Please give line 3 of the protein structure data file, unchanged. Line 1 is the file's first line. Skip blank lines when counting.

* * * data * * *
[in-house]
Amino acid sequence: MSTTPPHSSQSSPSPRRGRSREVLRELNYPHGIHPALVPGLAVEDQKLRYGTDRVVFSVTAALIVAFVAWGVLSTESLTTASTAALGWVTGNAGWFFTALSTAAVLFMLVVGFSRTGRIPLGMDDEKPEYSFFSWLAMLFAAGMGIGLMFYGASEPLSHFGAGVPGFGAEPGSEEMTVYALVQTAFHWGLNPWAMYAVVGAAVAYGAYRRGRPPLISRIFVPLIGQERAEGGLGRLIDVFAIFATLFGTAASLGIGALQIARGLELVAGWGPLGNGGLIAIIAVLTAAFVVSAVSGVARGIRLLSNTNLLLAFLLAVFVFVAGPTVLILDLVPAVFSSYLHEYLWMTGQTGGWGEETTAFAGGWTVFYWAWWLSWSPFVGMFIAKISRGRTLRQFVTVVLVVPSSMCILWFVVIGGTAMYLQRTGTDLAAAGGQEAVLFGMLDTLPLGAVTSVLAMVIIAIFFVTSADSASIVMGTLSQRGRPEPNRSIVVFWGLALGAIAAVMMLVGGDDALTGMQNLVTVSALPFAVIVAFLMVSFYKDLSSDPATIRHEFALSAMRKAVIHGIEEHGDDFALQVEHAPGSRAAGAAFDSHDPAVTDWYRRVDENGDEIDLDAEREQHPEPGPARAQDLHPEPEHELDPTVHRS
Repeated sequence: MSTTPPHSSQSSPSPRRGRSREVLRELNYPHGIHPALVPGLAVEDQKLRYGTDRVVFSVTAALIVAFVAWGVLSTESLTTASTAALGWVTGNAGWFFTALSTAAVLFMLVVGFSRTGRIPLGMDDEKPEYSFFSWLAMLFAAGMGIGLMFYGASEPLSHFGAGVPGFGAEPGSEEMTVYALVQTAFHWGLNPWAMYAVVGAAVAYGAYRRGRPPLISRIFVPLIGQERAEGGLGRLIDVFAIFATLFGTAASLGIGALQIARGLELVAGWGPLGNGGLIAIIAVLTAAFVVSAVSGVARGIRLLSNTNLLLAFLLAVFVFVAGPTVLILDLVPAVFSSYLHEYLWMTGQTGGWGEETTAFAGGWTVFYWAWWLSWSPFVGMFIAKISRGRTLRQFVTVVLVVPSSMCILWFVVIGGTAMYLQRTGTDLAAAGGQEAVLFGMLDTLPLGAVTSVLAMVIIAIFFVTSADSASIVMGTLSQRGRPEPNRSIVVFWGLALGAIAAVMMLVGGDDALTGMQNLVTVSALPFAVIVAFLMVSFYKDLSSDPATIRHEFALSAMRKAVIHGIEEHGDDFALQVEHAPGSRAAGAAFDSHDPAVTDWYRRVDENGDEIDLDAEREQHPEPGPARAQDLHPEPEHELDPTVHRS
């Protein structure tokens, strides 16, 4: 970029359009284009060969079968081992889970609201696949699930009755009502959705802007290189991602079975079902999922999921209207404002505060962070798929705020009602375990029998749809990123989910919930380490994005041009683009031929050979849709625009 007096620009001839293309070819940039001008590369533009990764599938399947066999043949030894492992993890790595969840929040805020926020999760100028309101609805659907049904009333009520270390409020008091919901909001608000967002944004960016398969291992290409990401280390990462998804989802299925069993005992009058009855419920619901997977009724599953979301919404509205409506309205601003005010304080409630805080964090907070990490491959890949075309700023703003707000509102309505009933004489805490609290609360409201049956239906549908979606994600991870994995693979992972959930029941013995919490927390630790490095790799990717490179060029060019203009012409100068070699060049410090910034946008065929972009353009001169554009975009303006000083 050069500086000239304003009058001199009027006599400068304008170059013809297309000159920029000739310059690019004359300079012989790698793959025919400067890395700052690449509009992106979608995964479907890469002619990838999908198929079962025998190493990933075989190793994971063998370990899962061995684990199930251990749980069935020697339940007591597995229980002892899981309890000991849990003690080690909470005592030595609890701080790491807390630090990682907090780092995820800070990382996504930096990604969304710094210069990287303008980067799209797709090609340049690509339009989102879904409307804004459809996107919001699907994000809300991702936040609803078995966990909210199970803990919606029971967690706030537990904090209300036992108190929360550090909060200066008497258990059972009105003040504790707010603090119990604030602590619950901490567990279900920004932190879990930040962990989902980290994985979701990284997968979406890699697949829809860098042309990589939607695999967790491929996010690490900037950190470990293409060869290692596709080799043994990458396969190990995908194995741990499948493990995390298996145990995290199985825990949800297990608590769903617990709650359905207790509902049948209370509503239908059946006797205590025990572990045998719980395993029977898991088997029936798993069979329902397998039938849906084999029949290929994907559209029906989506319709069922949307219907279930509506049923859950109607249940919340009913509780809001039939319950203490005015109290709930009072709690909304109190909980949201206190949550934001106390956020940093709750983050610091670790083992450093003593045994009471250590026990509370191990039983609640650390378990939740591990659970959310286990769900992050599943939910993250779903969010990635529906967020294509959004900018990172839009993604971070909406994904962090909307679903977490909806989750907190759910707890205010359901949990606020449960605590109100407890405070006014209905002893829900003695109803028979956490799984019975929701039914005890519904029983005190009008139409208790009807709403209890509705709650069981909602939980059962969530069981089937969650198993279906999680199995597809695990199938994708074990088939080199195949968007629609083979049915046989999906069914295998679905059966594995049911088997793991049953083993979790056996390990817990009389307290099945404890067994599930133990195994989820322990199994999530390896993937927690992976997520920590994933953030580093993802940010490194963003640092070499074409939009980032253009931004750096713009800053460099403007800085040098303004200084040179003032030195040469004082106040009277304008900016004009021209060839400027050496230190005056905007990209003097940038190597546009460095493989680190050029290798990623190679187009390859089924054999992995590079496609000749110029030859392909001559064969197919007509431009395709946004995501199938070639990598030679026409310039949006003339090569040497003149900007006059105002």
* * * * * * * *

Repeated sequence: MSTTPPHSSQSSPSPRRGRSREVLRELNYPHGIHPALVPGLAVEDQKLRYGTDRVVFSVTAALIVAFVAWGVLSTESLTTASTAALGWVTGNAGWFFTALSTAAVLFMLVVGFSRTGRIPLGMDDEKPEYSFFSWLAMLFAAGMGIGLMFYGASEPLSHFGAGVPGFGAEPGSEEMTVYALVQTAFHWGLNPWAMYAVVGAAVAYGAYRRGRPPLISRIFVPLIGQERAEGGLGRLIDVFAIFATLFGTAASLGIGALQIARGLELVAGWGPLGNGGLIAIIAVLTAAFVVSAVSGVARGIRLLSNTNLLLAFLLAVFVFVAGPTVLILDLVPAVFSSYLHEYLWMTGQTGGWGEETTAFAGGWTVFYWAWWLSWSPFVGMFIAKISRGRTLRQFVTVVLVVPSSMCILWFVVIGGTAMYLQRTGTDLAAAGGQEAVLFGMLDTLPLGAVTSVLAMVIIAIFFVTSADSASIVMGTLSQRGRPEPNRSIVVFWGLALGAIAAVMMLVGGDDALTGMQNLVTVSALPFAVIVAFLMVSFYKDLSSDPATIRHEFALSAMRKAVIHGIEEHGDDFALQVEHAPGSRAAGAAFDSHDPAVTDWYRRVDENGDEIDLDAEREQHPEPGPARAQDLHPEPEHELDPTVHRS